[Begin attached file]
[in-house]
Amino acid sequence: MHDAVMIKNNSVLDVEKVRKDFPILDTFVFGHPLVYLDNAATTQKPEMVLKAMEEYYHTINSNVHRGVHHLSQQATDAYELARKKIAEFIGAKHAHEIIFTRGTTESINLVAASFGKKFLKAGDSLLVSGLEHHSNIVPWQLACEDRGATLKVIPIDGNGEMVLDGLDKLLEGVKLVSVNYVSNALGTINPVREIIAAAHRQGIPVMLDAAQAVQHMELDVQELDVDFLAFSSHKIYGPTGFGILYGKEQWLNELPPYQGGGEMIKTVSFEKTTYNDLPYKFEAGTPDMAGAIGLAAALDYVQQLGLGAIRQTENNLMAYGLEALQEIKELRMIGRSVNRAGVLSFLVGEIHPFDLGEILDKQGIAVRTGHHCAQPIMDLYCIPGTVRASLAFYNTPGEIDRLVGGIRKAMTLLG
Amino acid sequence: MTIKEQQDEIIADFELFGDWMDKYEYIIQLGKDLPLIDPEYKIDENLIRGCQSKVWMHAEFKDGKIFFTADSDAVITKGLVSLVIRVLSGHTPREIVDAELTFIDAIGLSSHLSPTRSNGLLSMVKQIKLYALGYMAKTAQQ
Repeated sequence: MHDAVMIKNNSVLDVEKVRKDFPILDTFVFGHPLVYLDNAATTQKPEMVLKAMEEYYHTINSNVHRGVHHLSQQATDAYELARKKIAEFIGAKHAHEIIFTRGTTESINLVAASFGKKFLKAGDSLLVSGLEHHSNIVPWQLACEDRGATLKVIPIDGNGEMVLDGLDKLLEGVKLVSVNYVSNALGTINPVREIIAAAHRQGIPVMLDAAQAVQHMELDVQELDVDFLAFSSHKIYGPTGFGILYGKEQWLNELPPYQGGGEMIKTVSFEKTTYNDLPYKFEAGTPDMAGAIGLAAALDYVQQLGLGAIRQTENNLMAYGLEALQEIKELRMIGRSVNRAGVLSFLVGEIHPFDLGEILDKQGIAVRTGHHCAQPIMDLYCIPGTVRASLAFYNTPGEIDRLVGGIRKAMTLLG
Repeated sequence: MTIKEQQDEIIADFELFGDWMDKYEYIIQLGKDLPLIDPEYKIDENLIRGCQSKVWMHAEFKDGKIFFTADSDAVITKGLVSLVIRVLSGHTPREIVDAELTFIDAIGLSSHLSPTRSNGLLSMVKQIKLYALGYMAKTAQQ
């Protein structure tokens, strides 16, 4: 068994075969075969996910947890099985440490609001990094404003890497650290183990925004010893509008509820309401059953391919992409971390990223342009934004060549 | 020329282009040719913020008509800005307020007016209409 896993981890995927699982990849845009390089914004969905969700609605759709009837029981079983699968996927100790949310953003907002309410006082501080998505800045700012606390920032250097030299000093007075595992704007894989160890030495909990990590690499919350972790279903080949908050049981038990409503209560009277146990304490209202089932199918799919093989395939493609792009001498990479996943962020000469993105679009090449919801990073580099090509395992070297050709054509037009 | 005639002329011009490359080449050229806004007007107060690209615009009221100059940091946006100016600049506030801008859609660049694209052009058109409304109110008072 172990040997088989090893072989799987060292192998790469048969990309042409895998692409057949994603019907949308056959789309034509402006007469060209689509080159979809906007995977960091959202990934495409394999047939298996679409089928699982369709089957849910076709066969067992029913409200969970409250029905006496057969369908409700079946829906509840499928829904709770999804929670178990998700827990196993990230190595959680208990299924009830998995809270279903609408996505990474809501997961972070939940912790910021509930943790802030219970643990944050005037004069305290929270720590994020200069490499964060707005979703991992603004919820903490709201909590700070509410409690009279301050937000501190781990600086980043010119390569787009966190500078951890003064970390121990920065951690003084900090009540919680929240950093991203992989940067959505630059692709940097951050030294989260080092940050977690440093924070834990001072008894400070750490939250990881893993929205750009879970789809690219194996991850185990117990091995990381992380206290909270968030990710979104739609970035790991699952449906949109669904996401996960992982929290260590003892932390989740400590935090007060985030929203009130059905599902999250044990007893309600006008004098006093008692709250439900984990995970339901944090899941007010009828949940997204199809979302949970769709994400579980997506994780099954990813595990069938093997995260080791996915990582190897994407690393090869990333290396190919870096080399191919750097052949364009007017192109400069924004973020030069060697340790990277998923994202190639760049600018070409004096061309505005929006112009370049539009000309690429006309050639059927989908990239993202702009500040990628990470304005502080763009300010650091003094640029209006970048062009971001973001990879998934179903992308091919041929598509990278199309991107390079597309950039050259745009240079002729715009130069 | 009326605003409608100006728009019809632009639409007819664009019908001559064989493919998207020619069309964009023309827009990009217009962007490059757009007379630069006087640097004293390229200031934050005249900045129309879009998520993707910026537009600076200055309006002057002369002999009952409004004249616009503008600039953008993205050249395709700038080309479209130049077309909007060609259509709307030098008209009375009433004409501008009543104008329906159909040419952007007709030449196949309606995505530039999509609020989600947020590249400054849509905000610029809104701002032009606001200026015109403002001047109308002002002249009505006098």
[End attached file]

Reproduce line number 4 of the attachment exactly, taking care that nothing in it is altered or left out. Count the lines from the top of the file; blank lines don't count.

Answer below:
Repeated sequence: MHDAVMIKNNSVLDVEKVRKDFPILDTFVFGHPLVYLDNAATTQKPEMVLKAMEEYYHTINSNVHRGVHHLSQQATDAYELARKKIAEFIGAKHAHEIIFTRGTTESINLVAASFGKKFLKAGDSLLVSGLEHHSNIVPWQLACEDRGATLKVIPIDGNGEMVLDGLDKLLEGVKLVSVNYVSNALGTINPVREIIAAAHRQGIPVMLDAAQAVQHMELDVQELDVDFLAFSSHKIYGPTGFGILYGKEQWLNELPPYQGGGEMIKTVSFEKTTYNDLPYKFEAGTPDMAGAIGLAAALDYVQQLGLGAIRQTENNLMAYGLEALQEIKELRMIGRSVNRAGVLSFLVGEIHPFDLGEILDKQGIAVRTGHHCAQPIMDLYCIPGTVRASLAFYNTPGEIDRLVGGIRKAMTLLG